The Devils are in the details

December, 9, 2010

If you looked at the fixture list back in September, you might have regarded Monday's clash between Arsenal and Manchester United as a game between also-rans, clubs fighting for the table scraps. Such was the force of public opinion that Chelsea would turn this season into the longest coronation march in recent memory. But for whatever reasons you like -- injuries to the likes of Frank Lampard, the loss of players such as Michael Ballack and Joe Cole in the summer, a struggling Didier Drogba, a thin bench, a meddling Russian owner causing backroom havoc, or all of the above -- the Blues have dropped to third.

Of course, there's plenty of football left to be played, and Chelsea is just two points behind Arsenal and one behind United. But there can be no mistaking that the winds of momentum are no longer behind the defending champions. The Blues face an uphill battle, at least for now (having to face Tottenham, United and Arsenal in their next three league matches).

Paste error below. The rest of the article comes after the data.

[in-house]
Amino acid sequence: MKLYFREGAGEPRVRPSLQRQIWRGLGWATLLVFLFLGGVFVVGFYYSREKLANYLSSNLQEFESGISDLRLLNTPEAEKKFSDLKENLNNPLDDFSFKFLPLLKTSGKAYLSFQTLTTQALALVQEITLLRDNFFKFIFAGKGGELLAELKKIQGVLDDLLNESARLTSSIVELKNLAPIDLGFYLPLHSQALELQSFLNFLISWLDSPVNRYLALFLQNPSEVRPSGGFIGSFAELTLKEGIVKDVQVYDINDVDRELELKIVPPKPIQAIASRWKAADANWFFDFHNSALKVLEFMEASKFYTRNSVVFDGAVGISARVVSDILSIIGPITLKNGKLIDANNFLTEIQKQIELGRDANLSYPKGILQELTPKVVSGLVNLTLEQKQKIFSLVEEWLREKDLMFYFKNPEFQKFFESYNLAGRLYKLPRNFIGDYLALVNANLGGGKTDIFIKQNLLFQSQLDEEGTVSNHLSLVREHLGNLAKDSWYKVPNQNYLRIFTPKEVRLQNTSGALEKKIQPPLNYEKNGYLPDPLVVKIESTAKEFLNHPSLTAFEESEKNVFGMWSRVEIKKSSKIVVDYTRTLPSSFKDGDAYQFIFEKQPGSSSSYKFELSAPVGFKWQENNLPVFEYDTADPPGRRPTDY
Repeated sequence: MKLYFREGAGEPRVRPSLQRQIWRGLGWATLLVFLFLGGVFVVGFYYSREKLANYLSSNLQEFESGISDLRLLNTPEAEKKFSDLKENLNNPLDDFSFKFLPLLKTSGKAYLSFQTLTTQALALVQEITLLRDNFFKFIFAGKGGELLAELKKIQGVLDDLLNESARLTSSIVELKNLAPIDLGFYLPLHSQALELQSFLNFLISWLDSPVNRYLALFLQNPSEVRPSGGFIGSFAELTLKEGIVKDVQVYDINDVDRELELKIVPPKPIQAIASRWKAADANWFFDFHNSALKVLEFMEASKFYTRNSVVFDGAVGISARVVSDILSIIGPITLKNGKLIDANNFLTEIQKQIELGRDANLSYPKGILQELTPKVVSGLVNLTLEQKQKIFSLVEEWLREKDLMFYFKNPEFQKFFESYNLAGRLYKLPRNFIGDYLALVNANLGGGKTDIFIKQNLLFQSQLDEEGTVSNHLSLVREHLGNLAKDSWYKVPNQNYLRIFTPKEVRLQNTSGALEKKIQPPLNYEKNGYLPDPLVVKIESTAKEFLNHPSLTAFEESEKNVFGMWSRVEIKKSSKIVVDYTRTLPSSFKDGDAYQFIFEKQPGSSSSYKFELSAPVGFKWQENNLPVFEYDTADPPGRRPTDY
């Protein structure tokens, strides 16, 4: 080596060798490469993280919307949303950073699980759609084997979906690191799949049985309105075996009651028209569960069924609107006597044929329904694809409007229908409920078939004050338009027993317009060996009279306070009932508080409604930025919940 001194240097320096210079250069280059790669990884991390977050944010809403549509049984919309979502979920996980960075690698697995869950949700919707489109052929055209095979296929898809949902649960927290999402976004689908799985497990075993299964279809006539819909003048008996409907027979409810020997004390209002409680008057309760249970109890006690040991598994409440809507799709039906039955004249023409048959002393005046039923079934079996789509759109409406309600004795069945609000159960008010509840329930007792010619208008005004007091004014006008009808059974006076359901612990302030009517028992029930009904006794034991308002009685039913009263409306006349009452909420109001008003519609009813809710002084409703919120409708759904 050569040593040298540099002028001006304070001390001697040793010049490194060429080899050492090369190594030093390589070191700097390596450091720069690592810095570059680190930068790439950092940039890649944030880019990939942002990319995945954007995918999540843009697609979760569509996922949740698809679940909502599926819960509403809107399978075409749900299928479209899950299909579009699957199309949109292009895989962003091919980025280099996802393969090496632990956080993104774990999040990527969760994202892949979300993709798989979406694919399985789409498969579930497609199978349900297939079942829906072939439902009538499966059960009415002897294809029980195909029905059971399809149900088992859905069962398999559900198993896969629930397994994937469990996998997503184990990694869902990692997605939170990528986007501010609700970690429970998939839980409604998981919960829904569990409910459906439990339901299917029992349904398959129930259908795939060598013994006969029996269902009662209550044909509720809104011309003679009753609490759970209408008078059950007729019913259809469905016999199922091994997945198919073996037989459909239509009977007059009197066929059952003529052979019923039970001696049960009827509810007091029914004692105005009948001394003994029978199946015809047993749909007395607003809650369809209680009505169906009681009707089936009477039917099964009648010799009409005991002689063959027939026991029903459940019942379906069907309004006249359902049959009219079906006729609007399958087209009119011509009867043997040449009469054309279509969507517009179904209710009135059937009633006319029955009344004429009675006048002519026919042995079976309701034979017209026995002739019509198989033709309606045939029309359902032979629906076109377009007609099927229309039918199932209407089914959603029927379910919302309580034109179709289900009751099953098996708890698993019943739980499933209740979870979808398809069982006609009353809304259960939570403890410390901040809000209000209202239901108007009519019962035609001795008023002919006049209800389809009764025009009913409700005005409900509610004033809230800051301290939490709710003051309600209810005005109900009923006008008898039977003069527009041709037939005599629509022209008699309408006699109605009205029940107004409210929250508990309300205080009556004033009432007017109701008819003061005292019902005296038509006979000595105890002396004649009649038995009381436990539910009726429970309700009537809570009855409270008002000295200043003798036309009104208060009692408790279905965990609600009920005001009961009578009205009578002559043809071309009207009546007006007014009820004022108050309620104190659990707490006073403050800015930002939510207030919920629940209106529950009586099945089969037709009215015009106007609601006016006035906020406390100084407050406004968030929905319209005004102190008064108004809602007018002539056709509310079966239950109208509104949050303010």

Which brings us back to Arsenal versus United, a matchup of two teams with reinvigorated title aspirations. Here are some thoughts on Monday's clash at Old Trafford -- specifically, three reasons the Red Devils will win and three reasons they won't.

Why they'll win

1. SAF, manager of the year (so far)
The managers of this season's promoted teams -- Blackpool, West Brom and Newcastle -- deserve high praise because their clubs are doing better than many expected. Indeed, they might all stay up. So props to Ian Holloway, Roberto Di Matteo and the unfairly sacked Chris Hughton. And let's give a shout-out to Harry Redknapp for overachieving with Spurs in Europe.